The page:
As far as limits go, you can get your daily card withdrawal limit raised (temporarily or permanently) by talking to your Chase banker. Since you are not being charged fees by Chase, you can make as many separate withdrawals as you like. If one ATM stops allowing withdrawals, the one next door will let you until you hit your card limit. And in Croatia, just make sure the people you are dealing with are willing to accept either Euros or the local currency and you should be OK. I can't think of any reason why the Croatians wouldn't accept local currency. The Euro prices they quote are probably just so potential customers don't have to bother with converting the price as Euros are more common and understandable to most people.

Just make very very sure Chase is on board with your plans. Discuss in detail your withdrawal plans as well as when and where you will be at each location in Europe so your card does not get cut off for possible fraud concerns.

Posted by
14 posts

Reply to Mark: Thanks for your response. A few points I guess I need to clarify:

  1. You wrote, "If you have a fee-free Chase debit card, what is to be reimbursed?" Yes, it is fee-free...but only for a limited number of withdrawals.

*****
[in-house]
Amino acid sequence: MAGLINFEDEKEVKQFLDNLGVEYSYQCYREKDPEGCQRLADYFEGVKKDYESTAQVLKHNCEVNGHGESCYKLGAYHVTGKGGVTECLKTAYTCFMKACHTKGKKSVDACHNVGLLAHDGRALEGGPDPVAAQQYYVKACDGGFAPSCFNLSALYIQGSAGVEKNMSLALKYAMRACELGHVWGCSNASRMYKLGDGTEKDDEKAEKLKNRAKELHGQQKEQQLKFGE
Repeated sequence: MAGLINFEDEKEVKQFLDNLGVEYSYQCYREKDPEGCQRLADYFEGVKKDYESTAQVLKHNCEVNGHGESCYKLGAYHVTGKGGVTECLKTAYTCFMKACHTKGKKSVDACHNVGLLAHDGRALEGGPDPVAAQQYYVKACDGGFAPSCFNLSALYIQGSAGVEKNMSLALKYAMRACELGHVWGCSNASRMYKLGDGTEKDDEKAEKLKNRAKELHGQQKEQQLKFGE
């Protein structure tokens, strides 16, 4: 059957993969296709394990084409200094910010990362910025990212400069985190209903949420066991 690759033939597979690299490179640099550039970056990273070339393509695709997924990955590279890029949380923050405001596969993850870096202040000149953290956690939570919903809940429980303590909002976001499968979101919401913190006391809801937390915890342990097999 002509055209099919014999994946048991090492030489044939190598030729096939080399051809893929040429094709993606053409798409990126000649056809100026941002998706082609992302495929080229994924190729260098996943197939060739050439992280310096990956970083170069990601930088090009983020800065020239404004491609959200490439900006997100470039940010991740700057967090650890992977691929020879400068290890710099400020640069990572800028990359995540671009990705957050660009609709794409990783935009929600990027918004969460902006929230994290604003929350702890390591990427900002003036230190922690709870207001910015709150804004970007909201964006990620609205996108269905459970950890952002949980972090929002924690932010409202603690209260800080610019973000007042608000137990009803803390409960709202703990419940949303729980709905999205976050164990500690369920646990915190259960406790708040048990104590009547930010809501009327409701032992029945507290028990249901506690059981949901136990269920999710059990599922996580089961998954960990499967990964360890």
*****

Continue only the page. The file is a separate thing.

2. You wrote, "...you can get your daily card withdrawal limit raised." Yes, I can do that but it doesn't solve the problem which is with the European ATMs. My experience is that they often impose withdrawal limits of 500 euros which, in my situation, would end up requiring withdrawals beyond my fee-free limit.
  3. You wrote, "...in Croatia, just make sure the people you are dealing with are willing to accept either Euros or the local currency...." The (anticipated) problem in Croatia is that ATM withdrawals will be in Croatian kuna rather than euros. And while the operators would probably accept kuna, I don't want to be stuck with excess kuna since they're relatively useless outside the country and I don't have any plans for returning. And, even if I did hit ATMs in Croatia, withdraw kuna and pay tour operators in kuna, it still would end up requiring more ATM visits/withdrawals than are fee-free using my Chase debit card.
Posted by
401 posts

Do you have any experience with Transferwise you could share?

Well, I don't want this to sound like an advertisement, but we're living off of various bank accounts in the U.S. that receive money from our retirement accounts and my U.S.-based consulting business. All of that money arrives in our French bank accounts using Transferwise. All of it.

In other words, I've used them several times. Their costs are very competitive, if not the best in the industry.

Don't get me wrong -- there are several companies that provide this service. But when one considers fees and the exchange rate offered, Transferwise tends to come off pretty well.

Posted by
3491 posts

OK, once more.